We consider free lattice fermions subjected to a static bounded potential and
a time- and space-dependent electric field. For any bounded convex region
$\mathcal{R}\subset \mathbb{R}^{d}$ ($d\geq 1$) of space, electric fields
$\mathcal{E}$ within $\mathcal{R}$ drive currents. At leading order, uniformly
with respect to the volume $\left| \mathcal{R}\right|$ of $\mathcal{R}$ and
the particular choice of the static potential, the dependency on $\mathcal{E}$
of the current is linear and described by a conductivity distribution. Because
of the positivity of the heat production, the real part of its Fourier
transform is a positive measure, named here (microscopic) conductivity measure
of $\mathcal{R}$, in accordance with Ohm's law in Fourier space. This finite
measure is the Fourier transform of a time-correlation function of current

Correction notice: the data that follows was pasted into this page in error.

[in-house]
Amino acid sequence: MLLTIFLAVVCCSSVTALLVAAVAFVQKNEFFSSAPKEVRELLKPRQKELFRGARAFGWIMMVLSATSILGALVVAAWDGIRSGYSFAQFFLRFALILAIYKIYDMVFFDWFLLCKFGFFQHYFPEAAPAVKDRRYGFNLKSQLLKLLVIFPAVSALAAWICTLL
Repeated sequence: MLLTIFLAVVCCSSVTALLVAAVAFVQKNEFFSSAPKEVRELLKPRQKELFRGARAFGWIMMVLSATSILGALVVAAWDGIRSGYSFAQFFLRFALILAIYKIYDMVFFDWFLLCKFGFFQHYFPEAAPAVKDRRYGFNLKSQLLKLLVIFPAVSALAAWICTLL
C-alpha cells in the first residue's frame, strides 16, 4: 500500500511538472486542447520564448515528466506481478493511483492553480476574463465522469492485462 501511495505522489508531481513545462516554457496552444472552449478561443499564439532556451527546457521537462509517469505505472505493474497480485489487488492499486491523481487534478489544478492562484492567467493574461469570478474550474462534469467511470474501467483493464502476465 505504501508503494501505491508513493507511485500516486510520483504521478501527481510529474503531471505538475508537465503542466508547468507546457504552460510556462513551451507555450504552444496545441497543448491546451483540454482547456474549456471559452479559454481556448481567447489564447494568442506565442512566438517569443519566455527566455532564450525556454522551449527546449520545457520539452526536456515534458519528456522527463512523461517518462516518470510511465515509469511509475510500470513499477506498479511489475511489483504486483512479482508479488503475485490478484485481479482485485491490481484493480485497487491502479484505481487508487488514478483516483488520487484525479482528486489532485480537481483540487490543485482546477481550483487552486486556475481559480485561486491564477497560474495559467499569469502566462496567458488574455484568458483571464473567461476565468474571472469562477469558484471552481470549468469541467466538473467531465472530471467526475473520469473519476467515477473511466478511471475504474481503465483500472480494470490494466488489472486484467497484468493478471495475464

fluctuations, i.e., the conductivity distribution satisfies Green-Kubo
relations. We additionally show that this measure can also be seen as the
boundary value of the Laplace-Fourier transform of a so-called quantum current
viscosity. The real and imaginary parts of conductivity distributions satisfy
Kramers-Kronig relations. At leading order, uniformly with respect to
parameters, the heat production is the classical work performed by electric
fields on the system in presence of currents. The conductivity measure is
uniformly bounded with respect to parameters of the system and it is never the
trivial measure $0\,\mathrm{d}\nu$. Therefore, electric fields generally
produce heat in such systems. In fact, the conductivity measure defines a
quadratic form in the space of Schwartz functions, the Legendre-Fenchel
transform of which describes the resistivity of the system. This leads to
Joule's law, i.e., the heat produced by currents is proportional to the
resistivity and the square of currents